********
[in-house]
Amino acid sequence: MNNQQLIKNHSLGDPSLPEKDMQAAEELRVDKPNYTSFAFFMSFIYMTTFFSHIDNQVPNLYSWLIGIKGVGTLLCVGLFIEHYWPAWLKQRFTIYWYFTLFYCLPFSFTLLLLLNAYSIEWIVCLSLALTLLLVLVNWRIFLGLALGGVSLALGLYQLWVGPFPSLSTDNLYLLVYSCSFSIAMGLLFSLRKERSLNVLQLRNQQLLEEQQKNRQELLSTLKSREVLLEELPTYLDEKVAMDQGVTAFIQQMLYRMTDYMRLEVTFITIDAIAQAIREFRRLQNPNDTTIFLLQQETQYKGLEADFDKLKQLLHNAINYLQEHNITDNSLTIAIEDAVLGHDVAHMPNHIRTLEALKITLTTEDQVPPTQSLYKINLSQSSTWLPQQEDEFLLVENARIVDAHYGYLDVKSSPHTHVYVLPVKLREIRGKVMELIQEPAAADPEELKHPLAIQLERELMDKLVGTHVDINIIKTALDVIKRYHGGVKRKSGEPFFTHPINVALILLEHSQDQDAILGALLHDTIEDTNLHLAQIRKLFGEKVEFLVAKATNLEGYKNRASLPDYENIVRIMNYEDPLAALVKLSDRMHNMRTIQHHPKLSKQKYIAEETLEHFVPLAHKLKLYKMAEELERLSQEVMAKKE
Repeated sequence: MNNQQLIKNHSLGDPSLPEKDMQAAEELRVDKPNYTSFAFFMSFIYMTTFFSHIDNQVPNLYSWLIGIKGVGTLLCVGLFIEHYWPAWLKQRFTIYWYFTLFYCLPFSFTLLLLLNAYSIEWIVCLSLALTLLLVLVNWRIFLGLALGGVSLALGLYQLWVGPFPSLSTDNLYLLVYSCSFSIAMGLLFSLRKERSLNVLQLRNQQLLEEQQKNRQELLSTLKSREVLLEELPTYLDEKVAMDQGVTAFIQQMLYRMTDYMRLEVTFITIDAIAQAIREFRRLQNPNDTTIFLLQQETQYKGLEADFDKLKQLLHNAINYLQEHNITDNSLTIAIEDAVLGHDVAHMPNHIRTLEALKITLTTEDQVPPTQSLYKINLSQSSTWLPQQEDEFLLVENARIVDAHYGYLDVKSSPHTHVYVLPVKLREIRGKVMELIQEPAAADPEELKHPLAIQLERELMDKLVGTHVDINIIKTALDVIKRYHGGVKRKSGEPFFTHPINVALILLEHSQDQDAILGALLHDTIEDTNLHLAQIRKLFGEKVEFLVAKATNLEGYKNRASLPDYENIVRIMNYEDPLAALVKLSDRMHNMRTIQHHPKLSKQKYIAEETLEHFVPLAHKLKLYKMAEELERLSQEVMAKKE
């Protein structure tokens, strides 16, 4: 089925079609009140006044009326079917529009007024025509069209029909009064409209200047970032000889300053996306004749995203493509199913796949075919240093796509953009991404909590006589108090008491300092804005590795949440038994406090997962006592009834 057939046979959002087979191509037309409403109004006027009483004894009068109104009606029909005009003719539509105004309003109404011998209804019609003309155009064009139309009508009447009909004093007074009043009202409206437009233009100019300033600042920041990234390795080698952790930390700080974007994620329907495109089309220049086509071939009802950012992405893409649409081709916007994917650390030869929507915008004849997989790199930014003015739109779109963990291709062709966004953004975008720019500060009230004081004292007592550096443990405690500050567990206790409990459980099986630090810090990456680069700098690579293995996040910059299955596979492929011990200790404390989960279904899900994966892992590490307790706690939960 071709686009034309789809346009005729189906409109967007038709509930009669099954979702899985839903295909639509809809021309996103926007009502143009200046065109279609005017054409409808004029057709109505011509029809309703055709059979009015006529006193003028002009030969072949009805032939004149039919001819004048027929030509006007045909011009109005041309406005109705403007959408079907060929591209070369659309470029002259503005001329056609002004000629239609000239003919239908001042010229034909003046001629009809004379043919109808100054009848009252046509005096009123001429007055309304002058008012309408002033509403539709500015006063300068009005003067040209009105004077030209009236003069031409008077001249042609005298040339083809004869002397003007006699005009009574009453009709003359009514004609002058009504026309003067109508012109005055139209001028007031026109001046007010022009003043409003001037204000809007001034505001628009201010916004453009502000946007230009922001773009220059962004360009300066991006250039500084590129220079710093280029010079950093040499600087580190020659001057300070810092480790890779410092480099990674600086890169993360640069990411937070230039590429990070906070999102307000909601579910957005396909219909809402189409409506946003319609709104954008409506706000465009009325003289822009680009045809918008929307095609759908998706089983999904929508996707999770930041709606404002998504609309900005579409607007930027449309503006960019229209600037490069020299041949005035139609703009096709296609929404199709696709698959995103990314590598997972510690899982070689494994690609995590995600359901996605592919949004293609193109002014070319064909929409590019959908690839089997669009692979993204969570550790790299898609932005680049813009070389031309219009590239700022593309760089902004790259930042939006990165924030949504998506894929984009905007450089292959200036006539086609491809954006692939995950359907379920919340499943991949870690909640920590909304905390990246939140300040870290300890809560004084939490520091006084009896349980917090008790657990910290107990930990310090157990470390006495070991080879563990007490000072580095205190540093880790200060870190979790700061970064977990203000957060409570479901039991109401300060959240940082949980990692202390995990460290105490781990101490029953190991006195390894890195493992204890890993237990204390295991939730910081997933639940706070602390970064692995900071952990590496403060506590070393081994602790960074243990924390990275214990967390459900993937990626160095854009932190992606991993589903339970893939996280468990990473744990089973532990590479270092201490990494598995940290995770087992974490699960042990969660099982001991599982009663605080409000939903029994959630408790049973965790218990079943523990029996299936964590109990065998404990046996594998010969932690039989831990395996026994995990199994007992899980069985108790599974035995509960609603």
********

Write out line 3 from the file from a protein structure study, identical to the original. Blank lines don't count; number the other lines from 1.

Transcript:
Repeated sequence: MNNQQLIKNHSLGDPSLPEKDMQAAEELRVDKPNYTSFAFFMSFIYMTTFFSHIDNQVPNLYSWLIGIKGVGTLLCVGLFIEHYWPAWLKQRFTIYWYFTLFYCLPFSFTLLLLLNAYSIEWIVCLSLALTLLLVLVNWRIFLGLALGGVSLALGLYQLWVGPFPSLSTDNLYLLVYSCSFSIAMGLLFSLRKERSLNVLQLRNQQLLEEQQKNRQELLSTLKSREVLLEELPTYLDEKVAMDQGVTAFIQQMLYRMTDYMRLEVTFITIDAIAQAIREFRRLQNPNDTTIFLLQQETQYKGLEADFDKLKQLLHNAINYLQEHNITDNSLTIAIEDAVLGHDVAHMPNHIRTLEALKITLTTEDQVPPTQSLYKINLSQSSTWLPQQEDEFLLVENARIVDAHYGYLDVKSSPHTHVYVLPVKLREIRGKVMELIQEPAAADPEELKHPLAIQLERELMDKLVGTHVDINIIKTALDVIKRYHGGVKRKSGEPFFTHPINVALILLEHSQDQDAILGALLHDTIEDTNLHLAQIRKLFGEKVEFLVAKATNLEGYKNRASLPDYENIVRIMNYEDPLAALVKLSDRMHNMRTIQHHPKLSKQKYIAEETLEHFVPLAHKLKLYKMAEELERLSQEVMAKKE